Hard to look beyond the flying Pollyanna
WHILE today’s Middle Park helps sort the men from the boys – as much as you can with two-year-old colts – the Cheveley Park is as a good barometer for identifying the top two-year-old fillies.
However, it has a mixed record when it comes to finding longer-term Classic prospects, with the last 1000 Guineas winner to do the double coming back in 2009/10 in the form of the French raider Special Duty, who was awarded the Guineas only after a stewards’ enquiry.
The filly who very much sets the standard in this year’s renewal is the Michael Bell-trained Pretty Pollyanna, the only runner in the field with a Group 1 success under her belt, having won the Prix Morny at Deauville (Signora Cabello second, Comedy eighth) last month.
She’s proven herself to be the best juvenile filly around this season, winning on debut at Yarmouth in May, before finding the Albany Stakes too stiff a task when fifth on just her second start. She took her form to another level, however, when taking apart the field in the Group 2 Duke of Cambridge Stakes at Newmarket in July on her next start (by seven lengths from Angel’s Hideaway).
She was pushed a lot closer on her first try at the top level in the Morny on her most recent start, but found plenty to assert in the closing stages and, clear on Timeform ratings, she should continue to take all of the beating.
Behind Pretty Pollyanna at Deauville was Signora Cabello, one of the most prolific runners in the field with four career wins already to her name. She has made great strides since her debut at Beverley in April, winning Group 2 contests at both Ascot and Maisons-Laffitte during the summer. While her winning run was brought to an end in the Morny, that was her best effort yet, finishing clear of the remainder, and she looks the main danger to Pretty Pollyanna once more.
Aidan O’Brien has won the last two renewals of this race, and he saddles So Perfect, Fairyland, and Gossamer Wings. So Perfect was an excellent second up against the boys in the Phoenix Stakes and is open to progress back against her own sex, while Gossamer Wings needs more on the form she has shown so far. Fairyland is a more interesting contender, having won the Group 2 Lowther Stakes at York last month (The Mackem Bullet second, Angel’s Hideaway ninth). She boasts some strong form, her defeat of stablemates Van Beethoven and Land Force, both subsequent Group 2 winners, at listed level at the Curragh in May reading particularly well now.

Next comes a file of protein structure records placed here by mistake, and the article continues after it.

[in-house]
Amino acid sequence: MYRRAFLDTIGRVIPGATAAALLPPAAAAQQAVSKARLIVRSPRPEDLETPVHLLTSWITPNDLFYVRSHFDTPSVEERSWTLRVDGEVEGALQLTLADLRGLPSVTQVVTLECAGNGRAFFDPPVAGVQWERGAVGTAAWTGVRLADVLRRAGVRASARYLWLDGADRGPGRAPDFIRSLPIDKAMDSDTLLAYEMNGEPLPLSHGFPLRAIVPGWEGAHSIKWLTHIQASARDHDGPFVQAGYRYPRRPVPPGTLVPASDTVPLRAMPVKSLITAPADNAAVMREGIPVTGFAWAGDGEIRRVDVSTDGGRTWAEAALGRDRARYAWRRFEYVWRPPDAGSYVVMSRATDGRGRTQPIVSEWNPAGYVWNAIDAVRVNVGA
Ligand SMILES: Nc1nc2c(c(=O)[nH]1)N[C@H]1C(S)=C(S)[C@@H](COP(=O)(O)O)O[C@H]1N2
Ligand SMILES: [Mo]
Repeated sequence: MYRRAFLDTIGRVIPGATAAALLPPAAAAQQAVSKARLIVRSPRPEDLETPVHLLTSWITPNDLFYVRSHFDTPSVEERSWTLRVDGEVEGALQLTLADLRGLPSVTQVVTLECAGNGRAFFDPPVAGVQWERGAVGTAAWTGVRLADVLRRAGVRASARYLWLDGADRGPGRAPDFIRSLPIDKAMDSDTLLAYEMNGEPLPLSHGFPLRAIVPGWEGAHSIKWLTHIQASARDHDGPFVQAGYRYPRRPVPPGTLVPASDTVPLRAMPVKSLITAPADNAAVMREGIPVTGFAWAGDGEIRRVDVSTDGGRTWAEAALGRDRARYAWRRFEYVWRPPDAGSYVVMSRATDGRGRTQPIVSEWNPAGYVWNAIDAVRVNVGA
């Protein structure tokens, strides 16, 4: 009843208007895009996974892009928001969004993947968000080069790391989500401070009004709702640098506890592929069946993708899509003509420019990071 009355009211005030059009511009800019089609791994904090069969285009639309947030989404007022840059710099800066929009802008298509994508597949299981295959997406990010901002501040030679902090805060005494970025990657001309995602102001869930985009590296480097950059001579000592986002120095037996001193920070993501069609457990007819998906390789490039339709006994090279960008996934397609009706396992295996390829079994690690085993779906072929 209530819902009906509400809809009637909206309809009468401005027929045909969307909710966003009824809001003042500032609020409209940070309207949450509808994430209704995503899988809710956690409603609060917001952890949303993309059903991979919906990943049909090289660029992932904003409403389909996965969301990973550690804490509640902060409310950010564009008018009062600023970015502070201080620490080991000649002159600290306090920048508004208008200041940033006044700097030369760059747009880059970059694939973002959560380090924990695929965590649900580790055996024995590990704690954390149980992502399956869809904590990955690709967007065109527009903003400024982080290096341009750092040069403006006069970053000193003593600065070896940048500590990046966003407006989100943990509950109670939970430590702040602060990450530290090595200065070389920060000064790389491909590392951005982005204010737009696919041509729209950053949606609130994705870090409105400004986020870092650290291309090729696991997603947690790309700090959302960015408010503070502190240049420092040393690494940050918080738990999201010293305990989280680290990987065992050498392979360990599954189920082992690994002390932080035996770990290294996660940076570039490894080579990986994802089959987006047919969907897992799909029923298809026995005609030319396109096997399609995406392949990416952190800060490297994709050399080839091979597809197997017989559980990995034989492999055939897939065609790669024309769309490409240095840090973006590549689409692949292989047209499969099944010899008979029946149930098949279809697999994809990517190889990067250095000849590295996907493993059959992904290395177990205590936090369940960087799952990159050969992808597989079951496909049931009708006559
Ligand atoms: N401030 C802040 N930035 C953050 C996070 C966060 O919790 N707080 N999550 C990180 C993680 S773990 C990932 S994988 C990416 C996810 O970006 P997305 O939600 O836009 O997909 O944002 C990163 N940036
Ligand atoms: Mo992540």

Perhaps the most interesting of the Irish contingent, however, is Lady Kaya. She has shaped well in her four starts to date, not looking the finished article when fourth behind Skitter Scatter in the Group 2 Debutante Stakes at the Curragh two starts ago, before only just being collared by the same rival in the final furlong in the Group 1 Moyglare Stud Stakes last time.
The way she travelled through the race that day suggested that success at this level is no forlorn hope. She has 12 lb to find with Pretty Pollyanna on Timeform weight-adjusted ratings, but remains open to improvement.
The speedily-bred Angel’s Hideaway won the Princess Margaret Stakes at Ascot in July but got worked up in the preliminaries when failing to beat a rival home in the Lowther; she is better judged on previous efforts, but needs to get back on track.
Comedy may have flopped in the Morny last month (raced alone on the stand rail), but she had won three in a row before that and is not one to give up on just yet.
Two runners have been supplemented for the race at a cost of £20,000 – Queen of Bermuda and The Mackem Bullet. The former arrives here following a career-best effort to win the Group 3 Firth of Clyde Stakes at Ayr last weekend, a performance that suggested she is capable of running to an even higher level.
The Mackem Bullet almost pulled off a 25/1 upset in last month’s Lowther, edging ahead in the final furlong before being collared by a gutsy Fairyland.
She probably needs to improve again to justify her connections’ outlay in supplementing her for this.
Took on the boys: So Perfect looks best of Aidan O’Brien’s three